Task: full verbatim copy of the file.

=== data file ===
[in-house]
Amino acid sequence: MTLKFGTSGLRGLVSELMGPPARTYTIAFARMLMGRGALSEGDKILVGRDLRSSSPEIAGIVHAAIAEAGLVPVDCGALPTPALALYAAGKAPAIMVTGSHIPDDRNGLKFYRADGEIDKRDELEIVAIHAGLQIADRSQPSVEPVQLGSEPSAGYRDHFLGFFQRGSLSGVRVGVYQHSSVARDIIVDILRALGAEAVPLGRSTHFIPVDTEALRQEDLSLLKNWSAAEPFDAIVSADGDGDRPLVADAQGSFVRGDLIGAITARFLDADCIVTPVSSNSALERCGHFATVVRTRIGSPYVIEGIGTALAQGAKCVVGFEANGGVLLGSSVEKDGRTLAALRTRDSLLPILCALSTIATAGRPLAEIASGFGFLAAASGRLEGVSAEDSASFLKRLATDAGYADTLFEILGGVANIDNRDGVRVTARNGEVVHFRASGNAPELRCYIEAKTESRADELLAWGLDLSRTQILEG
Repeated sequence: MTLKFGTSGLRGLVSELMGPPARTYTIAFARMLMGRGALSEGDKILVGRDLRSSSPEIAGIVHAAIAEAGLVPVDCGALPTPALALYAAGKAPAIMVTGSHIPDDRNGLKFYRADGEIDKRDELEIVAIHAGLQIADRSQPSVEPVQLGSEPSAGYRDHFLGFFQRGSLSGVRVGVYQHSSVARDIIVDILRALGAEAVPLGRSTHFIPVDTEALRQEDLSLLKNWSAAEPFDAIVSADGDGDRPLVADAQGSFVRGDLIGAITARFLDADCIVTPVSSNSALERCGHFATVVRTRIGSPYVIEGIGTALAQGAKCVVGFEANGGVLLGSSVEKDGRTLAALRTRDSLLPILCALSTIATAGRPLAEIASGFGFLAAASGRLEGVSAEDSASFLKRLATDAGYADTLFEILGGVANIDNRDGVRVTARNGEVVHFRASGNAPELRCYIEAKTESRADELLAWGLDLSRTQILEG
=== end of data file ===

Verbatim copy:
[in-house]
Amino acid sequence: MTLKFGTSGLRGLVSELMGPPARTYTIAFARMLMGRGALSEGDKILVGRDLRSSSPEIAGIVHAAIAEAGLVPVDCGALPTPALALYAAGKAPAIMVTGSHIPDDRNGLKFYRADGEIDKRDELEIVAIHAGLQIADRSQPSVEPVQLGSEPSAGYRDHFLGFFQRGSLSGVRVGVYQHSSVARDIIVDILRALGAEAVPLGRSTHFIPVDTEALRQEDLSLLKNWSAAEPFDAIVSADGDGDRPLVADAQGSFVRGDLIGAITARFLDADCIVTPVSSNSALERCGHFATVVRTRIGSPYVIEGIGTALAQGAKCVVGFEANGGVLLGSSVEKDGRTLAALRTRDSLLPILCALSTIATAGRPLAEIASGFGFLAAASGRLEGVSAEDSASFLKRLATDAGYADTLFEILGGVANIDNRDGVRVTARNGEVVHFRASGNAPELRCYIEAKTESRADELLAWGLDLSRTQILEG
Repeated sequence: MTLKFGTSGLRGLVSELMGPPARTYTIAFARMLMGRGALSEGDKILVGRDLRSSSPEIAGIVHAAIAEAGLVPVDCGALPTPALALYAAGKAPAIMVTGSHIPDDRNGLKFYRADGEIDKRDELEIVAIHAGLQIADRSQPSVEPVQLGSEPSAGYRDHFLGFFQRGSLSGVRVGVYQHSSVARDIIVDILRALGAEAVPLGRSTHFIPVDTEALRQEDLSLLKNWSAAEPFDAIVSADGDGDRPLVADAQGSFVRGDLIGAITARFLDADCIVTPVSSNSALERCGHFATVVRTRIGSPYVIEGIGTALAQGAKCVVGFEANGGVLLGSSVEKDGRTLAALRTRDSLLPILCALSTIATAGRPLAEIASGFGFLAAASGRLEGVSAEDSASFLKRLATDAGYADTLFEILGGVANIDNRDGVRVTARNGEVVHFRASGNAPELRCYIEAKTESRADELLAWGLDLSRTQILEG